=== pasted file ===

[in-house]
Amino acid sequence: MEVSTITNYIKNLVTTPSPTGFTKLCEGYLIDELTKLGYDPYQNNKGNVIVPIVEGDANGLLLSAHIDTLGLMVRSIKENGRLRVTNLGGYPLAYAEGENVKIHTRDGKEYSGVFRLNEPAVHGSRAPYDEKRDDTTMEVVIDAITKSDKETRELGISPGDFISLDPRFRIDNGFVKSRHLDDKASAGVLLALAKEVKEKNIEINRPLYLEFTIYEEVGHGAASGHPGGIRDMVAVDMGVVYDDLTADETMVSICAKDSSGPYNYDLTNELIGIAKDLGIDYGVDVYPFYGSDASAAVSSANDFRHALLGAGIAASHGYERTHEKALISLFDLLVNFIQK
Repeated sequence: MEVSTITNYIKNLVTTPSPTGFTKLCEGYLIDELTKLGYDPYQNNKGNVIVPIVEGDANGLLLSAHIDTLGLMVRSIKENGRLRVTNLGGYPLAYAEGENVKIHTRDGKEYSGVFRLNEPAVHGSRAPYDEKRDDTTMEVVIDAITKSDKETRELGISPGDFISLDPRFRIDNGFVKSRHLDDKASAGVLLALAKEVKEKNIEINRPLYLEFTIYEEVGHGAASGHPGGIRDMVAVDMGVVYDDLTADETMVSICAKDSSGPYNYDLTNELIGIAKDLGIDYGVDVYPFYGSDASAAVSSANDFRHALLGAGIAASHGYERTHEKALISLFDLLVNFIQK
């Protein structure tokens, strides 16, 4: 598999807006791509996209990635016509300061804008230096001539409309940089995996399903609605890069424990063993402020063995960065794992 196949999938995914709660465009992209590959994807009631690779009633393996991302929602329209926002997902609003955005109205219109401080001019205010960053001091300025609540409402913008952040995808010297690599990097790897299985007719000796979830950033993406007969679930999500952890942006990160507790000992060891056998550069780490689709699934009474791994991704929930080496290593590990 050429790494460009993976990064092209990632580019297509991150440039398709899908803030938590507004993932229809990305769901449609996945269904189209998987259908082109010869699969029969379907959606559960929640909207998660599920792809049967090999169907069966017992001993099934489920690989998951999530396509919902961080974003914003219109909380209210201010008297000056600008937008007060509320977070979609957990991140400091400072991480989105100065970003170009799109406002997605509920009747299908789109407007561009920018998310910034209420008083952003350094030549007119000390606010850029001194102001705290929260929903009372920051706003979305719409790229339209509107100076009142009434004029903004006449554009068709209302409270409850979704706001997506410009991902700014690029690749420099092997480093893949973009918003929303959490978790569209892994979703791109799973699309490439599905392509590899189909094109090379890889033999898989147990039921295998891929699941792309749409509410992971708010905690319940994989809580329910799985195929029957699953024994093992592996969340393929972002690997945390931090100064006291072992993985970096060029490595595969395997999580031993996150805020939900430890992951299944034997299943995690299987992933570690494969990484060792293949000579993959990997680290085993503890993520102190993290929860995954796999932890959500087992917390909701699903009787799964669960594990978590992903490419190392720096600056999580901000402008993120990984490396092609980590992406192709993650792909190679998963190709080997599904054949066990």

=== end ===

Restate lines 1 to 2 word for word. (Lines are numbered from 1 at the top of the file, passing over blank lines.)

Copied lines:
[in-house]
Amino acid sequence: MEVSTITNYIKNLVTTPSPTGFTKLCEGYLIDELTKLGYDPYQNNKGNVIVPIVEGDANGLLLSAHIDTLGLMVRSIKENGRLRVTNLGGYPLAYAEGENVKIHTRDGKEYSGVFRLNEPAVHGSRAPYDEKRDDTTMEVVIDAITKSDKETRELGISPGDFISLDPRFRIDNGFVKSRHLDDKASAGVLLALAKEVKEKNIEINRPLYLEFTIYEEVGHGAASGHPGGIRDMVAVDMGVVYDDLTADETMVSICAKDSSGPYNYDLTNELIGIAKDLGIDYGVDVYPFYGSDASAAVSSANDFRHALLGAGIAASHGYERTHEKALISLFDLLVNFIQK